Atypical Hypotonia-Cystinuria a New Case: Genotype-Phenotype, Description


Atypical Hypotonia-Cystinuria a New Case: Genotype-Phenotype, Description

Hypotonia-Cystinuria syndrome (HCS; OMIM 606407) is a rare syndrome including neonatal and infantile hypotonia and failure to thrive, cystinuria type 1 and nephrolithiasis, growth retardation due to growth hormone deficiency, and minor facial dysmorphism. Hypotonia-cystinuria syndrome is the presence of cystinuria type I (disruption on the SLC3A1 locus at chromosome 2p21), recessive deletions in contiguous genes in the same chromosome result in variable phenotypes depending on the different size and number of the deleted genes involved. HCS patients, only SLC3A1 and PREPL genes are disrupted, whereas in the 2p21 deletion syndrome, two additional genes (C2orf34 and PM1B) are deleted.

The HCS syndrome is characterized by generalized hypotonia at birth while failure to thrive, and severe growth retardation due to growth hormone deficiency, characteristic facial dysmorphy and cystinuria type 1 appear later in childhood. As mutations in SLC3A1 cause isolated cystinuria type 1, the extended phenotype can be attributed to PREPL.The recent advances in medical technology give more insight into the four genes involved in the contiguous deletion syndromes at the 2p21 locus (SLC3A1, PREPL, CAMKMT and PPM1B) associated with cystinuria.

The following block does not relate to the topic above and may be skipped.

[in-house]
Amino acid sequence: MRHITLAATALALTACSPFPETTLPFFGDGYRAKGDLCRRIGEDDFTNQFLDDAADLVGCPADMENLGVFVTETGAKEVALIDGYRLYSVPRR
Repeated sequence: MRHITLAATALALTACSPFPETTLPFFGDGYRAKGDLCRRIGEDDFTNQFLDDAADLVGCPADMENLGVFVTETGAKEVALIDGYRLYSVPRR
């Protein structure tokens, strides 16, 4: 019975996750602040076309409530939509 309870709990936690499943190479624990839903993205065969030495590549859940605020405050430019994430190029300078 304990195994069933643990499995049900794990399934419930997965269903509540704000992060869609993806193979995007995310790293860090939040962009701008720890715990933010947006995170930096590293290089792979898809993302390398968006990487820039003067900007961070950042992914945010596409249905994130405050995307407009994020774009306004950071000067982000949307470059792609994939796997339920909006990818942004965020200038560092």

In summary, a new patient is reported to be carrying a homozygous deletion in the 2p21 region, including three genes: SLC3A1, PREPL and C2orf34. In the first two families described with aHCS, both of which had two children affected, the same phenotype has been reported.

Our case, in association with the recent literature, further elucidates the complex genotype-phenotype correlations of the contiguous deletion syndromes associated with cystinuria. The phenotypic refinement reported in this paper together with the new screening tool for PREPL deficiency and the progress of medical genetics with the array CGH in pre- and post-natal settings make nowadays a reliable diagnosis of contiguous deletion syndromes feasible.

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Journal of Genetic Disorders and Genetic Reports